London plane trees are a popular addition to many home landscapes. Known for their use in city parks and along streets, these truly magnificent trees grow to reach amazing heights. Long-lived and vigorous, these trees do not commonly come to mind regarding the use of their timber. However, like many ornamental landscape plantings, it is no surprise that these trees also have quite the reputation for their use in furniture making and in lumber mills.
About Plane Tree Lumber
Planting of London plane tree, specifically for the timber industry, is very rare. While oriental plane trees are sometimes planted for these purposes, most plantings of London plane trees are made in landscaping and cityscaping. With this in mind, however, tree loss is not uncommon due to damage caused by severe thunderstorms, wind, ice, or other drastic weather events.
Homeowners may also need to remove trees when undertaking various home additions or when beginning construction projects throughout their properties. The removal of these trees can leave many homeowners to wonder about plane tree wood uses.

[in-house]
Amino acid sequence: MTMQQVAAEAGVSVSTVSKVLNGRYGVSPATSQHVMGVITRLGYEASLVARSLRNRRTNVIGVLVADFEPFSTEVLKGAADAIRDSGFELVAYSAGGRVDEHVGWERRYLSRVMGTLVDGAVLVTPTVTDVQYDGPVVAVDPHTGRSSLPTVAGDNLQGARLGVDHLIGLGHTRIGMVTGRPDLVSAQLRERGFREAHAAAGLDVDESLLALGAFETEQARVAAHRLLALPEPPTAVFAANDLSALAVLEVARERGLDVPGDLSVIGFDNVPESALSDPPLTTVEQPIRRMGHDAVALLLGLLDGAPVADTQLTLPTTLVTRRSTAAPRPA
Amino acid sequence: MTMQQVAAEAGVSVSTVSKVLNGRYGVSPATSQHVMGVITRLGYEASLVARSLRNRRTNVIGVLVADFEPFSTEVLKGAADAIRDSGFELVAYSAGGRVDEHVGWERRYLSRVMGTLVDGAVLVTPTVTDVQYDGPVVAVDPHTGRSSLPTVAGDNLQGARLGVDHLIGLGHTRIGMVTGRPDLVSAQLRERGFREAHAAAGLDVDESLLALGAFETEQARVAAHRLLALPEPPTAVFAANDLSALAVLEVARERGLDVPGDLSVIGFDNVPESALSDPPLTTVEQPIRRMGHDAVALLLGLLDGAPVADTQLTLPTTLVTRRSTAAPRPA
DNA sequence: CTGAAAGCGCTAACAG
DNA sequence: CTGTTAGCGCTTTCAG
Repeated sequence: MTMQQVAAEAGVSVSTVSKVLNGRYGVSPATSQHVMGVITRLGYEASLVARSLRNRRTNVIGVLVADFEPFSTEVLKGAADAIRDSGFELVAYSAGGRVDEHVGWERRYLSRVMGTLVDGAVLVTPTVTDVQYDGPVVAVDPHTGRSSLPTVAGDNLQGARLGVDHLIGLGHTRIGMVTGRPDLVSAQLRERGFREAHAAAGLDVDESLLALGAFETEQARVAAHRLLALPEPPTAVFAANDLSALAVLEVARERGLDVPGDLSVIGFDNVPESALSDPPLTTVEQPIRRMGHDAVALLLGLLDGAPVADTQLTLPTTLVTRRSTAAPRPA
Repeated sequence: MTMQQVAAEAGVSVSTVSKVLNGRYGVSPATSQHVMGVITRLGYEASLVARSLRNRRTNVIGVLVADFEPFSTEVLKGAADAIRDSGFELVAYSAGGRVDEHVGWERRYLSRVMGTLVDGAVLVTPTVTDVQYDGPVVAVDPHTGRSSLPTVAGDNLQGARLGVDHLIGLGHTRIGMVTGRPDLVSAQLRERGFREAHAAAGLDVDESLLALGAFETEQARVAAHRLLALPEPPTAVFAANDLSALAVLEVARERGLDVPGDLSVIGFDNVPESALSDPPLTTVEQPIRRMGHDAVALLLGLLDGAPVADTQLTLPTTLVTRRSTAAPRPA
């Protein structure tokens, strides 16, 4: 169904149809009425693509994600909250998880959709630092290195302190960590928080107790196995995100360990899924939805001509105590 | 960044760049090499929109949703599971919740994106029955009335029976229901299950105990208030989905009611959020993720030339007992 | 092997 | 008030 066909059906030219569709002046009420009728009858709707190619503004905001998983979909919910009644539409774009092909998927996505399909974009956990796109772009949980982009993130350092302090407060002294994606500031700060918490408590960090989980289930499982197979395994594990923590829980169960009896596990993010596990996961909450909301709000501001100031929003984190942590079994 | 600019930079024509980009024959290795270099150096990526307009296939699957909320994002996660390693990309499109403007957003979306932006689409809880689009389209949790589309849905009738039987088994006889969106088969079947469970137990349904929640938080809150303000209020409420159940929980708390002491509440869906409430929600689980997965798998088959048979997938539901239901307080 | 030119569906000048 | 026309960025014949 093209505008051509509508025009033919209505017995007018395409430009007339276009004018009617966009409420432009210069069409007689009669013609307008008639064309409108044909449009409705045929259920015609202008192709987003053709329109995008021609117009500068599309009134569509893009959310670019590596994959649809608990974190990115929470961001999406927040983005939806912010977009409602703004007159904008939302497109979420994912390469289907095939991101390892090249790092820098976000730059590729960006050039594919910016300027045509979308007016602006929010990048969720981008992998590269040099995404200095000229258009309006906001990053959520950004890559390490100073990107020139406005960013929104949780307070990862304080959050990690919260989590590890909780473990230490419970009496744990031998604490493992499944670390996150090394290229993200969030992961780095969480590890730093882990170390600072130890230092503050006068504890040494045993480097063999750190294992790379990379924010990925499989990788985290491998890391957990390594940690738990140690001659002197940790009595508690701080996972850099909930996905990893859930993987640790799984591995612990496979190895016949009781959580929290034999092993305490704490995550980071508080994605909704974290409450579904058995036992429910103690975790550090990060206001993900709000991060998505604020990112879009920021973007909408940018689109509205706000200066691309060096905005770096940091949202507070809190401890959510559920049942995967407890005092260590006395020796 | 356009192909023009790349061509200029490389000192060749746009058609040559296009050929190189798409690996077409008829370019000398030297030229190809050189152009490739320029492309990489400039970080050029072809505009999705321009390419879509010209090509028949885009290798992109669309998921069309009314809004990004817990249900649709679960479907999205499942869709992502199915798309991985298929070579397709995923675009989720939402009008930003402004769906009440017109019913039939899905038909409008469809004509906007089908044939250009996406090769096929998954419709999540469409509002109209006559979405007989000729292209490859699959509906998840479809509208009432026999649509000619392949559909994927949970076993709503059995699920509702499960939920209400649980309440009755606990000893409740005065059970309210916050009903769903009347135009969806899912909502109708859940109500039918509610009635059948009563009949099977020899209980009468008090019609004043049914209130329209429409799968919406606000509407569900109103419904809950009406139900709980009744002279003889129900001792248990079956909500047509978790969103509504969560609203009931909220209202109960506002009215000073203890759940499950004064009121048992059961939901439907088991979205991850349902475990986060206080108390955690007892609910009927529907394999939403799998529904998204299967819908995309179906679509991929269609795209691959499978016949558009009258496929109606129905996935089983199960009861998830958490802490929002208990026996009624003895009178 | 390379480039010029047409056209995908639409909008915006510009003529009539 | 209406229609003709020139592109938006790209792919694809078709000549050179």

What is Plane Tree Wood Used For?
While many homeowners with fallen trees may automatically assume the wood a good choice for mulch or for use as chopped firewood, the uses for plane tree wood include many more options. Commonly referred to as “lacewood” due to its characteristic lace-like appearance and pattern, wood from plane trees can be used in a variety of applications.
While wood from plane trees is not especially durable in outdoor applications, its interesting pattern is often sought after for use in indoor furniture or in cabinet making. Though this hardwood has many beautiful aspects, such as color and pattern throughout cut lengths, it is often used in other more basic applications.
London plane wood, though not widely available, is a popular choice for plywood, veneer, flooring, and even wood pallets.